Thursday, October 1, 2015

Seven Years: To Little Time to Fit the Crime

Former DOCCS employee Joyce Mitchell weeps
before Judge Kevin K Ryan sentences her to prison
On monday Sept. 28th one chapter in the Great “Shawshank” Escape case was closed when Clinton County Judge Kevin K Ryan sentenced former
New York State corrections employee Joyce Mitchell to a prison term not to exceed seven years for her role in the escape of convicted murders Richard Matt and David Sweat from the maximum security prison in Dannemora, NY in June of this year.  That led to a three week manhunt for the fugitives by a task force of well over one thousand federal, state, and local law enforcement officers.  It ended when Matt was shot and killed by a member of a Department of Homeland Security SWAT team as he pointed a shotgun at the pursuing officers.  Two days later Sweat was shot and wounded by a courageous New York State Police Sergeant, Jay Cook, as he attempted to flee in a wooded area one mile from the Canadian border.
The plan to escape had begun six months before the actual breakout.   Mitchell’s participation  included smuggling  hacksaw blades and tools necessary for the plan to succeed,and also to provide a car for the getaway.  The conspiracy included plans to murder her husband.
Now she is remorseful and told NBC’s Matt Lauer, “I got in over my head” .  
However the investigation revealed that was not the only part of her body utilized in the plot. What started as an amorous relationship with both inmates proceeded to her regularly meeting the inmates in a broom closet in the prison’s Tailor Shop for sex.  
This “Shawshank” plot went on for months undetected even though allegations of this 
inappropriate relationship between the employee and the inmates was forwarded to Department officials in Albany and an investigation initiated by the Department’s Office of Special Investigations.  The investigation floundered when no action was taken by the Department’s Chief of Investigations to either remove the inmates from Honor Block or transfer them to other prisons.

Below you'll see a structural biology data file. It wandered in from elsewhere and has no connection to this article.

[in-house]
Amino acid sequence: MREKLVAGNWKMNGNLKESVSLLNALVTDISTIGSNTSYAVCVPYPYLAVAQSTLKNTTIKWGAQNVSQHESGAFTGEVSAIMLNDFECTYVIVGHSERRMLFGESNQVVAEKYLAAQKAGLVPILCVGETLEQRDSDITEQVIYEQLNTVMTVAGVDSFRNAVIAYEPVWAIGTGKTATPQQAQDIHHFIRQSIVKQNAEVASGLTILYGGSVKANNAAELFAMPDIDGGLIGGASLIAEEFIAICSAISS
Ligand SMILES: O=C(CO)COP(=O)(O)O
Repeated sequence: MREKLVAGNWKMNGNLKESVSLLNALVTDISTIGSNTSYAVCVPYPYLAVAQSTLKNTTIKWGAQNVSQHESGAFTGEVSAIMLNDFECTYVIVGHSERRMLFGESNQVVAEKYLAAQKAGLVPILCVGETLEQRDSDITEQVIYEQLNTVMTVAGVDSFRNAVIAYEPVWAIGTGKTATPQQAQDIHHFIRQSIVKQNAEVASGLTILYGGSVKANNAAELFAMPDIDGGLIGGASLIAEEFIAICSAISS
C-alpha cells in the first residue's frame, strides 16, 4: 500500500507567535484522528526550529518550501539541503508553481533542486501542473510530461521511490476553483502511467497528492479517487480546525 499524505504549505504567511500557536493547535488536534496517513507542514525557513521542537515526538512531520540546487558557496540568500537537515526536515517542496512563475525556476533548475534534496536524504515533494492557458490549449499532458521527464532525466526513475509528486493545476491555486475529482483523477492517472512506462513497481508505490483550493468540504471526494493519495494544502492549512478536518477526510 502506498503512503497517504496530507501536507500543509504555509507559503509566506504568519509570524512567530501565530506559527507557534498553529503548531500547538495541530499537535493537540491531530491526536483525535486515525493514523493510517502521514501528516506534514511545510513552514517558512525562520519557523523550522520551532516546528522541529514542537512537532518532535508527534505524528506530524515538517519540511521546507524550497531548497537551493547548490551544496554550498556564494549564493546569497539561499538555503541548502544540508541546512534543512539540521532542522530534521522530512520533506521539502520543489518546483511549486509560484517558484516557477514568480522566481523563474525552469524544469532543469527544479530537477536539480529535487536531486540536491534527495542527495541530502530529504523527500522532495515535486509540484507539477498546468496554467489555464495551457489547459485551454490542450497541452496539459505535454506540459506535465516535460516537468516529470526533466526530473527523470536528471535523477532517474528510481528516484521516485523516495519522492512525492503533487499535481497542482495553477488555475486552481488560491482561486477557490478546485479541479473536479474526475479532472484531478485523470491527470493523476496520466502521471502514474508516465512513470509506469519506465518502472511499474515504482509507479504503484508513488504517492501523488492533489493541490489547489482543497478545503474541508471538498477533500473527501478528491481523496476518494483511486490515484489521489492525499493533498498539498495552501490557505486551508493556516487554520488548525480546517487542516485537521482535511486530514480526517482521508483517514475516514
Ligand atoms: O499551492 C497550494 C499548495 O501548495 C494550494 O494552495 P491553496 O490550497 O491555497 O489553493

According to Mitchell, she was going through a period of depression and didn’t think her husband loved her anymore.  She feared to tell  prison authorities what was going on because of threats made by both Matt and Sweat if she backed out of the plan.  Mitchell also now claims that inmate Matt forced her to perform the sex acts against her will.  
None of her tears or claims at the sentencing are to be believed according to her sworn statement to New York State Police investigators on June 8th, two days after Matt and Sweat flew the coop.  In her own words she was a willing participant stating she “agreed” to the plan,  which was: “After I picked them up, the plan was to drive to my home and inmate Matt was going to kill  the glitch (her husband Lyle Mitchell, also a prison employee at Clinton)  …Then after it quieted down, inmate Matt would go off by himself, and inmate Sweat and I would be together.
She now states the reason why she didn't show up with the get away car and instead checked into a local hospital with claims of a “panic” attack, was because she loved her husband Lyle.  Investigators eventually drove to the hospital to speak with her.
  By then the fugitives had crawled out the back of their cells, through a tunnel, and up to a manhole cover in the streets of Dannemora.
By the time authorities had discovered the inmates missing, Matt and Sweat were already some distance away in the thick wooded mountains of the Adirondacks.  The pursuit required specialized law enforcement teams and equipment to traverse the bogs, lakes, and brush both day and night for 22 days.
Clinton County District Attorney Andrew Wylie was not fooled by Mitchell’s crocodile tears in the courtroom.  He told told the Court “She is once again making excuses…Each and every time she was interviewed the truth did not come out.”
In her interview before sentencing Joyce said she felt that the punishment she faced did not fit the crime she committed. The price she would be paying would be to high she said.
 In response to that Judge Ryan told her emphatically “…you have nothing to complain about”
Was the sentence to much?  Not when you consider the cost to taxpayers for the escape which has been estimated at almost twenty five million dollars .
That averages out to about $3.5 million a year for Ms. Mitchell’s incarceration, if she serves her entire sentence.  That is highly unlikely.  She will be eligible to go before the Parole Board in October 2017.  If she earns good time and has an exemplary prison record she may even be eligible for Merit or Presumptive Release much earlier than that. 
 After all she is a non-violent first time offender.   
Somehow in this case, the time doesn’t fit the crime.  More responsibility must be accounted for.  We are still awaiting the findings of Inspector General Catherine Leahy Scott’s investigation into what caused the breakdown in security policy and procedures that allowed this escape to occur.  Policy that was put in place by department officials in Albany.
Hopefully others, much higher than Ms. Mitchell will be called to account for their misdeeds.  Until they are,  serious problems continue at the Clinton prison.  The sound of shots fired could be heard last month as facility security staff sought to quell a riot in the yard caused by ongoing fights among inmates over the drug trade and gang activity.  
These and other incidents continue to occur even though a new administration was put in place at the facility after the escape.  Perhaps this time a change in the leadership in Albany is required .